In fact, these very public tragedies were dwarfed by a secret calamity that might have been avoided with an extra turn of a spanner.

The July 3, 1969 explosion of the USSR’s N1 rocket – the biggest non-nuclear blast in history – occurred just weeks before the Americans landed on the moon.

A loose bolt was sucked into a fuel pump and, in doing so, shut down 29 of the Russian shuttle’s 30 engines.

So, 23 seconds into its flight, the rocket – full of fuel – crashed back down to earth, destroying the launch pad and killing all the crew and engineers on the ground.

The explosion was the equivalent of 6.7 kilotons of TNT being detonated – enough to level a town the size of Luton.

American satellites photographed the obliterated site on the desert steppes of modern-day Kazakhstan.

Yet the perennially secretive Soviets were somehow able to keep the disaster – and how they lost the space race - under wraps until the fall of communism.

Also revealed in the 1990s was how the brave Bolsheviks kept on trying – and failing – with ten launches between 1969 and 1974, when the moon programme was axed.

A for effort, comrades!

“Lions led by donkeys” is how the bloodbath of the First World War is often characterised.

And few battles better epitomise this notion - of brave boys being sent to their slaughter by bungling top brass – than the Gallipoli campaign of 1915. Because the assault on the Turkish mainland could have cost far fewer lives if Australian and British commanders had synchronised their watches.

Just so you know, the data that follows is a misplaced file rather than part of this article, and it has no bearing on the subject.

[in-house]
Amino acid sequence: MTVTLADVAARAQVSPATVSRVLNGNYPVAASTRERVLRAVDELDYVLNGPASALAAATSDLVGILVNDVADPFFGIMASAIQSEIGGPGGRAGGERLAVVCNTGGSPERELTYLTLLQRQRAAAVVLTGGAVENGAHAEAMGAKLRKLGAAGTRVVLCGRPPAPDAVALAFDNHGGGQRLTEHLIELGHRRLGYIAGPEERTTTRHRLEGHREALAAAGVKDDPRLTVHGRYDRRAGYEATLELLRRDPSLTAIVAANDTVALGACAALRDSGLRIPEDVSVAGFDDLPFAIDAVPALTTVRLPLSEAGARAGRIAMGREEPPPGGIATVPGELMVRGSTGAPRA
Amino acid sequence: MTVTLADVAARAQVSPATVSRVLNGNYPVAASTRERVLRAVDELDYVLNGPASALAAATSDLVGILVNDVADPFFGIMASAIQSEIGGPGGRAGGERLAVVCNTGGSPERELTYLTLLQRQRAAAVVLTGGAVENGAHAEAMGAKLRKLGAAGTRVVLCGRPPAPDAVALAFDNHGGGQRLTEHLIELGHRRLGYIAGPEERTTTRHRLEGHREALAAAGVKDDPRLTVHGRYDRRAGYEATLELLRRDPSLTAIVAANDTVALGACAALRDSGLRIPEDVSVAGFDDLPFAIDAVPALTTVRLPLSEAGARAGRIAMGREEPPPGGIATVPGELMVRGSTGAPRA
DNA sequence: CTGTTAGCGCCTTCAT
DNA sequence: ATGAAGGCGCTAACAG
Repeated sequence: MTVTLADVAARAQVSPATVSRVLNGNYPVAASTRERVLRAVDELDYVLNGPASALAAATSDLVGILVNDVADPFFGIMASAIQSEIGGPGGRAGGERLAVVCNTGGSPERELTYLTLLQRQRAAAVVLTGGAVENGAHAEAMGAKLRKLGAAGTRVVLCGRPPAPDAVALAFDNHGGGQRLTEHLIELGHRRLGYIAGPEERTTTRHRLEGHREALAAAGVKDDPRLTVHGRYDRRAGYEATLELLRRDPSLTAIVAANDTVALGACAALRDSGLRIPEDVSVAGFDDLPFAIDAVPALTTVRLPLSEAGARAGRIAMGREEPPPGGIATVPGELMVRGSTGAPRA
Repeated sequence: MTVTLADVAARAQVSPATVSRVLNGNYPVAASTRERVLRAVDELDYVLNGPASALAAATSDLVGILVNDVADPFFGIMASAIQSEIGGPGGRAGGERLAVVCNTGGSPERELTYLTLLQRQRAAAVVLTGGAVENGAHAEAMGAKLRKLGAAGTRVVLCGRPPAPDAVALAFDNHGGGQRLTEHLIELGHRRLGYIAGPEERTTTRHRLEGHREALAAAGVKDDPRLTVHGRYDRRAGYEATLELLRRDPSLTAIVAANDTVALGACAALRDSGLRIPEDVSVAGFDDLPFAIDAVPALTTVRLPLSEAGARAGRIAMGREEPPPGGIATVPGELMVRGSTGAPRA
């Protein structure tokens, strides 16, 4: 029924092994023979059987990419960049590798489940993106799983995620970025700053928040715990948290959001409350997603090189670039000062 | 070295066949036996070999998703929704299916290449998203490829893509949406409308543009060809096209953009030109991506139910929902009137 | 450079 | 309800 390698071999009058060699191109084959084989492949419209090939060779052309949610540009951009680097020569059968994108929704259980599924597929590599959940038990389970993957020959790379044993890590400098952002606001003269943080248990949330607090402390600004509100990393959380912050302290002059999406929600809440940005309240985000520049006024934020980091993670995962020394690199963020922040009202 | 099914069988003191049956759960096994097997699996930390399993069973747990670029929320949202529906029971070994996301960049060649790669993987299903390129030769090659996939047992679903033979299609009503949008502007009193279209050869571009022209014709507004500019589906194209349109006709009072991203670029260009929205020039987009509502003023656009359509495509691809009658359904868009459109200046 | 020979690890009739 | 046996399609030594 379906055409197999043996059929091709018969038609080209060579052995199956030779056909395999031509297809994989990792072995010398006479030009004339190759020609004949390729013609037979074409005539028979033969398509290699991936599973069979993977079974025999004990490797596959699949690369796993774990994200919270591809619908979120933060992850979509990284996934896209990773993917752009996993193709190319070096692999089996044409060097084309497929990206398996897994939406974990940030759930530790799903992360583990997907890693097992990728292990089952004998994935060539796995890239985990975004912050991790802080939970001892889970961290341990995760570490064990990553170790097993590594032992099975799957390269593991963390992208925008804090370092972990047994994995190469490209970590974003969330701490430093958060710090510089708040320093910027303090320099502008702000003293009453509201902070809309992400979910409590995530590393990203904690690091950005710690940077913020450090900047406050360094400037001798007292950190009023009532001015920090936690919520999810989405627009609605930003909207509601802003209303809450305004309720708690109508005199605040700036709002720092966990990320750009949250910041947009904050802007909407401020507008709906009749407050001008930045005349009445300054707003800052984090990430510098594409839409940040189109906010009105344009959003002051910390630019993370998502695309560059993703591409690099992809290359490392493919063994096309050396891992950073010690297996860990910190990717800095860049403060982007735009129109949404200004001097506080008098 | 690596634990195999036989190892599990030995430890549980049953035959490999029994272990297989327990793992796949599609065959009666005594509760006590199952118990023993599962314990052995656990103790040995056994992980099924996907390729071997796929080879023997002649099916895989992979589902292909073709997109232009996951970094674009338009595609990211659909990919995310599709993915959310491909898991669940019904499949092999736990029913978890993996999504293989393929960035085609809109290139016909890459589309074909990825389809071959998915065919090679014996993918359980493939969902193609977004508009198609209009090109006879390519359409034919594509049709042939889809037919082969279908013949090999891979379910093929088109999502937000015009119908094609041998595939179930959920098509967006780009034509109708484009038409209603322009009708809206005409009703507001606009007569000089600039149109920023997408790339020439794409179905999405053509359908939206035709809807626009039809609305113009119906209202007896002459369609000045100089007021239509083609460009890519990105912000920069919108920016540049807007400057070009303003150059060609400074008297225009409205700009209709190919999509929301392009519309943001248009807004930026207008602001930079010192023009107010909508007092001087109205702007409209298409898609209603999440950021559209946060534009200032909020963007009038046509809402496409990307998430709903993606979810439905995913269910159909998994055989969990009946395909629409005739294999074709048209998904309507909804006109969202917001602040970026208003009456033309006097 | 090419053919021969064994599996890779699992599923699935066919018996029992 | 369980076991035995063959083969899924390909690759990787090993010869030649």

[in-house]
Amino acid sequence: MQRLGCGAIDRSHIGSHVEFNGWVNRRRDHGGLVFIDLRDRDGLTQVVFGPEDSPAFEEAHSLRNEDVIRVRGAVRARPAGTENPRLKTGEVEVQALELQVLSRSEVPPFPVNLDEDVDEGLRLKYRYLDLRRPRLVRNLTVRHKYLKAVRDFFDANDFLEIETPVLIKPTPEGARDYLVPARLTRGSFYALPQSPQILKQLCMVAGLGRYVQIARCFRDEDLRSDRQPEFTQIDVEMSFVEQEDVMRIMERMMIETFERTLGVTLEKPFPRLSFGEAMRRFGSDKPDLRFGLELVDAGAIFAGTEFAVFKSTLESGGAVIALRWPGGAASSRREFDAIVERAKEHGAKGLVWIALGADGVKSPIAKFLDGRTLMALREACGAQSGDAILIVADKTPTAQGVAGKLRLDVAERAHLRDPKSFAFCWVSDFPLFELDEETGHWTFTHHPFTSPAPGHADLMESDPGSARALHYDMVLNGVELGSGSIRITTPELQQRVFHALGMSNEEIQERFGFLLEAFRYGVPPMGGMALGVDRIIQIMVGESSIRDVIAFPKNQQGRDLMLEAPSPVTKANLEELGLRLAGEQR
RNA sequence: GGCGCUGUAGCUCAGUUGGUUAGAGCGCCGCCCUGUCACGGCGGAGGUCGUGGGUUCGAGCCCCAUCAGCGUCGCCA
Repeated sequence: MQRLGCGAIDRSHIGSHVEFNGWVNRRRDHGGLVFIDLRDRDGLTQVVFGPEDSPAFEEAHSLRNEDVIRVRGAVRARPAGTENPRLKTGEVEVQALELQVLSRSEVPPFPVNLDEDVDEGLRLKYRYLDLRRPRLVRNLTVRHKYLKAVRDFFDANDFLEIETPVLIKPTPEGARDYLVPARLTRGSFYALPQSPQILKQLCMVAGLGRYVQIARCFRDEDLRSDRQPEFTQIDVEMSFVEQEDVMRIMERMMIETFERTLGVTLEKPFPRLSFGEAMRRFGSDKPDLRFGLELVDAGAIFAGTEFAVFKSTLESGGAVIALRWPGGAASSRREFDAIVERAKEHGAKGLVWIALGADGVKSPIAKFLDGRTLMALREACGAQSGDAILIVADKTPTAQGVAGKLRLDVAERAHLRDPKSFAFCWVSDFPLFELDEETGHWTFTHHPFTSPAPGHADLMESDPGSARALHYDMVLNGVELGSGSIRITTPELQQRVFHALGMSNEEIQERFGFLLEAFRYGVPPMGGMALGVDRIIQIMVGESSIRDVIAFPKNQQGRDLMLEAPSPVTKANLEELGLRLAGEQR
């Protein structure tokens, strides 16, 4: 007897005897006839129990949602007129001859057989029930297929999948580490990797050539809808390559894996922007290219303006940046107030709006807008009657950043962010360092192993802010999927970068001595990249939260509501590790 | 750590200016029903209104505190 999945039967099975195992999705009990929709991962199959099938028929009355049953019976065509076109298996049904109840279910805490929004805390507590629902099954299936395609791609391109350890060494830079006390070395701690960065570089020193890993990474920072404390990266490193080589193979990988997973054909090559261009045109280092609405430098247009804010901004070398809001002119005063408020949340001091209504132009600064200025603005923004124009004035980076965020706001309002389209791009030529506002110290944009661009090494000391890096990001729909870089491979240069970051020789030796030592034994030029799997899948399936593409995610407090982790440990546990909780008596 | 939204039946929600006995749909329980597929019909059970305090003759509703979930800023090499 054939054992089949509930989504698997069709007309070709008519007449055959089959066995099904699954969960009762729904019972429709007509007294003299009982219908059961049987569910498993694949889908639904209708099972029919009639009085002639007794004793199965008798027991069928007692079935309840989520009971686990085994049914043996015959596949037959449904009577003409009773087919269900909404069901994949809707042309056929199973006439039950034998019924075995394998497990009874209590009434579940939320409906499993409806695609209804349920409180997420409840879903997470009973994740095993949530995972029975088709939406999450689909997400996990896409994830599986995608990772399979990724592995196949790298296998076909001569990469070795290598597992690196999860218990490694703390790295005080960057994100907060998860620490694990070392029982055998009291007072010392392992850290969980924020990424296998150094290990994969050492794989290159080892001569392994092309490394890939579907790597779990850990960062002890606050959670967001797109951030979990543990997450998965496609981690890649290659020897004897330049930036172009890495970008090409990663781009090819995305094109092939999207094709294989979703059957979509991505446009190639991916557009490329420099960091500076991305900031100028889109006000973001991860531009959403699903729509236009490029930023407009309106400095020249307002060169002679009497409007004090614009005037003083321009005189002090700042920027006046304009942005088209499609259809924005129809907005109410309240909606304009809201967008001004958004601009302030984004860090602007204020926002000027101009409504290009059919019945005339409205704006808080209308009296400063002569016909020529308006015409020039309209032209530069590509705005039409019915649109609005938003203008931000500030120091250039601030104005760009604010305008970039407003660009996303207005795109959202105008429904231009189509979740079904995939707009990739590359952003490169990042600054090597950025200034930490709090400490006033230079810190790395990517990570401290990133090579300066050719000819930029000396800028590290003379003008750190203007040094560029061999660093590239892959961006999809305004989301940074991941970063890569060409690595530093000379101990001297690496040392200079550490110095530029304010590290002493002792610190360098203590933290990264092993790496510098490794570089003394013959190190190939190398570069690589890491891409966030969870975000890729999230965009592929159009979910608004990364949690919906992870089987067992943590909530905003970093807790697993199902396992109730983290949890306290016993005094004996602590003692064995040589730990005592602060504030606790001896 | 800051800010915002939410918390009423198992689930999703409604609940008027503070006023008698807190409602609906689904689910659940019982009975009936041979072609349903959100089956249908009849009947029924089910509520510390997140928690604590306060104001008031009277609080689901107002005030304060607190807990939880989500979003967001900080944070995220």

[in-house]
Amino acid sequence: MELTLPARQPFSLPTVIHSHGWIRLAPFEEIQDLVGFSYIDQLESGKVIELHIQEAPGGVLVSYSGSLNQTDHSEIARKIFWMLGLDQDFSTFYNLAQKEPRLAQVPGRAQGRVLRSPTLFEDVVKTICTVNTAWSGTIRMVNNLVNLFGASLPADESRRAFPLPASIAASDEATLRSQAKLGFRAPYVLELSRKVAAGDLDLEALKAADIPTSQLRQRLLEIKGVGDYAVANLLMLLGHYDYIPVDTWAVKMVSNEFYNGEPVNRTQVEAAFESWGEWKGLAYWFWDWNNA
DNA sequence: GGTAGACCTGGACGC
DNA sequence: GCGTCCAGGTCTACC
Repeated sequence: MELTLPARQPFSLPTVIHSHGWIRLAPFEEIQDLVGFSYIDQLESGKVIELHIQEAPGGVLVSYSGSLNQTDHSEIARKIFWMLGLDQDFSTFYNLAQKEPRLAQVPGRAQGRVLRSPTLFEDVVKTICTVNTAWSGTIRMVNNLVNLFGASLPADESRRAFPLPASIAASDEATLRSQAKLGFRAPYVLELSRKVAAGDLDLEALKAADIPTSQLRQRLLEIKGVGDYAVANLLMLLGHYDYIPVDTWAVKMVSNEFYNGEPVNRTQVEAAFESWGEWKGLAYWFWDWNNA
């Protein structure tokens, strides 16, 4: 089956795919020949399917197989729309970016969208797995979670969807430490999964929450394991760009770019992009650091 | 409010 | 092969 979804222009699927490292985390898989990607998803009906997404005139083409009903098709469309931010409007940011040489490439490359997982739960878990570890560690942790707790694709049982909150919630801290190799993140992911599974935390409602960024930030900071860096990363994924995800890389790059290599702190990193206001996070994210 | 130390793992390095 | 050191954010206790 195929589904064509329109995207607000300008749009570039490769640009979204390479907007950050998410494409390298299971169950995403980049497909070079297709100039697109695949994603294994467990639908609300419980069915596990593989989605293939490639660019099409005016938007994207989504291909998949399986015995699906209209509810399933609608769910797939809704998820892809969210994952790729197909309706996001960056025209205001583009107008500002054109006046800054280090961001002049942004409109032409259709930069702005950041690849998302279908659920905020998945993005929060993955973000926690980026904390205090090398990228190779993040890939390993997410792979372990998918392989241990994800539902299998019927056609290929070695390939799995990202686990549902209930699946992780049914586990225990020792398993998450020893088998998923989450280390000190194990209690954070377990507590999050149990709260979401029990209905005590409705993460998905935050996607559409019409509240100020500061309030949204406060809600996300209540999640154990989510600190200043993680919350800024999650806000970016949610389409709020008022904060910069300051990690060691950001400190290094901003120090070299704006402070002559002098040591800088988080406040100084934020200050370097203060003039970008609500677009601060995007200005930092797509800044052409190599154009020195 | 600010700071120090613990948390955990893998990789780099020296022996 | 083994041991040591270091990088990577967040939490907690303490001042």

As a result, British General Sir Alexander Godley began an artillery barrage of Ottoman positions seven minutes before Australian troops attacked.

Giving the Ottomans enough time to reinforce, a total of 372 Australian soldiers out of the 600 who charged along the Nek peninsula on August 7 were killed in seconds.

The battle emboldened the Turks, who went on to successfully defend their homeland.

The Gallipoli campaign continued until January 1916 when Anzac (Australia and New Zealand Army Corps) forces were withdrawn.

It led to the deaths of 8,709 Australians and 2,721 men from New Zealand, and is said to have awakened the national consciousness of these countries.

Both nations commemorate Anzac Day every year on April 25 – the anniversary of the start of the campaign – in remembrance of all their fallen soldiers.

As a journalist, having spelling errors pointed out is the bain [sic] of my life. But at least none of my  typos have crippled the internet.

That’s what happened to one worker at search giant Google thanks to an errant forward slash – or “/” – during one weekend in 2009.

The employee, who was in charge of recording virus-ridden websites and warning searchers not to use them, managed to place a malware warning on ALL searchable sites.

The blunder occurred after the unnamed techie accidentally substituted a single / - part of every URL – for the complete web address of one of these dodgy sites.

It meant that any site with a forward slash in the address – i.e, every single one of them – was now subject to these warnings.